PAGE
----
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Congenital myasthenic syndromes are inherited disorders characterized by fatiguable muscle weakness resulting from impaired signal transmission at the neuromuscular junction. Causative mutations have been identified in genes that can affect the synaptic function or structure. We identified a homozygous frameshift deletion c.127delC, p. Pro43fs in TOR1AIP1 in two siblings with limb-girdle weakness and impaired transmission at the neuromuscular synapse. TOR1AIP1 encodes the inner nuclear membrane protein lamin-associated protein 1. On muscle biopsy from the index case, lamin-associated protein 1 was absent from myonuclei. A mouse model with lamin-associated protein 1 conditionally knocked out in striated muscle was used to analyse the role of lamin-associated protein 1 in synaptic dysfunction. Model mice develop fatiguable muscle weakness as demonstrated by using an inverted screen hang test. Electromyography on the mice revealed a decrement on repetitive nerve stimulation. Ex vivo analysis of hemi-diaphragm preparations showed both miniature and evoked end-plate potential half-widths were prolonged which was associated with upregulation of the foetal acetylcholine receptor γ subunit. Neuromuscular junctions on extensor digitorum longus muscles were enlarged and fragmented, and the number of subsynaptic nuclei was significantly increased. Following these findings, electromyography was performed on cases of other nuclear envelopathies caused by mutations in LaminA/C or emerin, but decrement on repetitive nerve stimulation or other indications of defective neuromuscular transmission were not seen. Thus, this report highlights the first nuclear membrane protein in which defective function can lead to impaired synaptic transmission.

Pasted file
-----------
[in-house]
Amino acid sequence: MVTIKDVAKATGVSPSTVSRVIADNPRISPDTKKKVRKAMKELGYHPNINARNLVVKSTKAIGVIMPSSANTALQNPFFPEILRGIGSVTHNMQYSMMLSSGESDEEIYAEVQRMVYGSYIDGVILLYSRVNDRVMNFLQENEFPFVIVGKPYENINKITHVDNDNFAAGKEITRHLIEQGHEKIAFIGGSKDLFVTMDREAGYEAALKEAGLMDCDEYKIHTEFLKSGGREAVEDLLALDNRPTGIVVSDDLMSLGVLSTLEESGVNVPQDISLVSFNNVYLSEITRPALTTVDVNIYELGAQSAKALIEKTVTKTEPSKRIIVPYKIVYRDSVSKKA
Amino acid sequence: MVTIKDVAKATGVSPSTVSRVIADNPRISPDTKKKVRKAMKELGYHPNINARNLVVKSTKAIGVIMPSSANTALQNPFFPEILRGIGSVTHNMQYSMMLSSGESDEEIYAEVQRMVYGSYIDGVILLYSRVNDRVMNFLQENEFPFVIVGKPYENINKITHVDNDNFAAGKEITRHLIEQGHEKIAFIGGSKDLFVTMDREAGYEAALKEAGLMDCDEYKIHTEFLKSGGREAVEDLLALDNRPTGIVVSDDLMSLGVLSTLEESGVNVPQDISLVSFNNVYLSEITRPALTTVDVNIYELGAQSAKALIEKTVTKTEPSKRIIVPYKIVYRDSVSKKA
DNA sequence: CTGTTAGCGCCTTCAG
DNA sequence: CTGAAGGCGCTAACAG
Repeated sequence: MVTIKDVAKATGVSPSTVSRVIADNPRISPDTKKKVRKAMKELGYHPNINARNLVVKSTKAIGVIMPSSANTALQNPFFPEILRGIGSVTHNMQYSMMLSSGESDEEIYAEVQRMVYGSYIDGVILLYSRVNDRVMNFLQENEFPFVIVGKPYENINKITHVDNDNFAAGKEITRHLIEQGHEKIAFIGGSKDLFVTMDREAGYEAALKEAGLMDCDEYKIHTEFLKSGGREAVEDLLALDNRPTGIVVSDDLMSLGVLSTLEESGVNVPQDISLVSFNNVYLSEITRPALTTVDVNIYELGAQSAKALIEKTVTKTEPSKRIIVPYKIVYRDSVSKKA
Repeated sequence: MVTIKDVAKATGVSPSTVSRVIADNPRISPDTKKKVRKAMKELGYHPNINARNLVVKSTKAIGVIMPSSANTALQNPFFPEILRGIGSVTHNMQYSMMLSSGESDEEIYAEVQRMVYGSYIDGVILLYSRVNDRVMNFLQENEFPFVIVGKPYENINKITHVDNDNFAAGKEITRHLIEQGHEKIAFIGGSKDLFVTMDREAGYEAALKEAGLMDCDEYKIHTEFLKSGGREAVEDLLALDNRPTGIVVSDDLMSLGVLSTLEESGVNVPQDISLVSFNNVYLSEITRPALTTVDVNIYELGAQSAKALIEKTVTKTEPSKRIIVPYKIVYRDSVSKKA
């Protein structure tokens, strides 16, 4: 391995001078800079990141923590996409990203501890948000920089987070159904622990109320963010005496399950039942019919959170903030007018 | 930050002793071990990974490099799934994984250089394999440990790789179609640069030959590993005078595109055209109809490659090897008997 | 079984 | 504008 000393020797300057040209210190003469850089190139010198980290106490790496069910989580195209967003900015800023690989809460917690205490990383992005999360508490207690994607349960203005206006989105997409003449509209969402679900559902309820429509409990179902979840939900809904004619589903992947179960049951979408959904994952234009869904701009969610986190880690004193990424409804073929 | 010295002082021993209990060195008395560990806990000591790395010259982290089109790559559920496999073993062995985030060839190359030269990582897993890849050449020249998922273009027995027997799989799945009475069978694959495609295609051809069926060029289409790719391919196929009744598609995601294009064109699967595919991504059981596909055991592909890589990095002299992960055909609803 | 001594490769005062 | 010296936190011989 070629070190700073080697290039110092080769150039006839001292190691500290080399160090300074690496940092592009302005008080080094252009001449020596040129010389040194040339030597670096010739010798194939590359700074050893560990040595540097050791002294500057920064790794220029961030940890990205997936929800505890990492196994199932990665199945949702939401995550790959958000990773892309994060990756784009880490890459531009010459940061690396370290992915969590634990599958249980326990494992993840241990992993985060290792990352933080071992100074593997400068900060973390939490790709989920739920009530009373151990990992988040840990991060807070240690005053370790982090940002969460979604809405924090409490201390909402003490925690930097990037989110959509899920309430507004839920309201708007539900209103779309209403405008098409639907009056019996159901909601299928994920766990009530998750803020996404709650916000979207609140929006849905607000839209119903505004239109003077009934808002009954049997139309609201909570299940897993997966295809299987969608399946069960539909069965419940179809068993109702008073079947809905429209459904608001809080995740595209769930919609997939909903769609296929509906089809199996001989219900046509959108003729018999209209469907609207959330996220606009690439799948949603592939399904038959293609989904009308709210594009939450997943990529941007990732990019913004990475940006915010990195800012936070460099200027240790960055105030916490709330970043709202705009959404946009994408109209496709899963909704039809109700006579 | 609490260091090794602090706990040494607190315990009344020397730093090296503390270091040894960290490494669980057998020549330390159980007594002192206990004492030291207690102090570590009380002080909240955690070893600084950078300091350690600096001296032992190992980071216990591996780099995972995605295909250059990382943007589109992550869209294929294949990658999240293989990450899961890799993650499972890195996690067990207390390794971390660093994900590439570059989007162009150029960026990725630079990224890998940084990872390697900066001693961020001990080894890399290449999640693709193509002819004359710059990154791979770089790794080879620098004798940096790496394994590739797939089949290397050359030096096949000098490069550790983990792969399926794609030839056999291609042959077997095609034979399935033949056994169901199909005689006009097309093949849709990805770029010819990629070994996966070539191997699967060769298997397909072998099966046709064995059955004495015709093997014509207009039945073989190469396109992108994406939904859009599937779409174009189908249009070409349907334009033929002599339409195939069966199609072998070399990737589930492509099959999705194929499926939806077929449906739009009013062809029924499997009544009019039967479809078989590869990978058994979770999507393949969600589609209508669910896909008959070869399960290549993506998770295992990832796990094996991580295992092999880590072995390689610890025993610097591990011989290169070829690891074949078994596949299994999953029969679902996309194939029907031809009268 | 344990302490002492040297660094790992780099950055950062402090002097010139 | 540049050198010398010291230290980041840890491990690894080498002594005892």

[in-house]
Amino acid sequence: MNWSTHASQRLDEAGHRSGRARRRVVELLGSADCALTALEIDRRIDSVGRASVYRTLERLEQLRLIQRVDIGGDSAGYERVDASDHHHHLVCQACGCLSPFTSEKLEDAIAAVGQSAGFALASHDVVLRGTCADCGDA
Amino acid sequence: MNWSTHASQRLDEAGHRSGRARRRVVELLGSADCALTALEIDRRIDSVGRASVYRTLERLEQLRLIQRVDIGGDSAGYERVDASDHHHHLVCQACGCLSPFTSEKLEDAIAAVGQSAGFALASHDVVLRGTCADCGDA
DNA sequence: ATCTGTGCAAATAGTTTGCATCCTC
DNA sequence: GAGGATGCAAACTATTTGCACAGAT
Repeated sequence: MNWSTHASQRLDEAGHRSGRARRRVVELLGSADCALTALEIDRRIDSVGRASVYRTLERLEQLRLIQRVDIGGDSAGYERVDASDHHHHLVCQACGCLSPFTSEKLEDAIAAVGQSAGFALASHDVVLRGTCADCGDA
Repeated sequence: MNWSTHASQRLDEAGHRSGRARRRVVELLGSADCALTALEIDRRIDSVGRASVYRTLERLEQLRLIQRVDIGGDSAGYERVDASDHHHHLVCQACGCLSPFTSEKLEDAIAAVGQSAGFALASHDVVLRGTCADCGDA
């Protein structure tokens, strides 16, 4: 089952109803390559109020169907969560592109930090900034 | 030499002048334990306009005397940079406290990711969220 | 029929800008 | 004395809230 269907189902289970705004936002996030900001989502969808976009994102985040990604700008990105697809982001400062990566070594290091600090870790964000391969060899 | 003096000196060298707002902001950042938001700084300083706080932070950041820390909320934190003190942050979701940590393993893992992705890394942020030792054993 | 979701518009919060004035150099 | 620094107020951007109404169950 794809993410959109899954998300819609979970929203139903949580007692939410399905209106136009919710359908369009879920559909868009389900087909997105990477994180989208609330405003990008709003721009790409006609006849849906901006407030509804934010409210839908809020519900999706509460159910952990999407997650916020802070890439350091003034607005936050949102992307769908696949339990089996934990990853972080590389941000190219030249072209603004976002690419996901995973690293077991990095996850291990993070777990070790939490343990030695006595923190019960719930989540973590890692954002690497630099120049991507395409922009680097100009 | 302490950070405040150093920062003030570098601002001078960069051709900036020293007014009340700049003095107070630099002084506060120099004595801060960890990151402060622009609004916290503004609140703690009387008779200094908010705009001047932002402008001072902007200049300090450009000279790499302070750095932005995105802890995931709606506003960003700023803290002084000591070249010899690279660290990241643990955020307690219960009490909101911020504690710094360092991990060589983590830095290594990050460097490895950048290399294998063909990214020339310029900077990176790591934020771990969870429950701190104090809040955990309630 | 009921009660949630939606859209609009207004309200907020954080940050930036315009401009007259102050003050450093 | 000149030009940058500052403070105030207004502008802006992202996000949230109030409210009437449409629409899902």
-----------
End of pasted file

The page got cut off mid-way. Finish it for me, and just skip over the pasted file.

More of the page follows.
Original publication

DOI

10.1093/braincomms/fcaa174

Type

Journal article

Journal

Brain Commun

Publication Date

2020

Volume

2

Keywords

congenital myasthenic syndromes, envelopathy, myasthenia, neuromuscular junction, nuclear envelope protein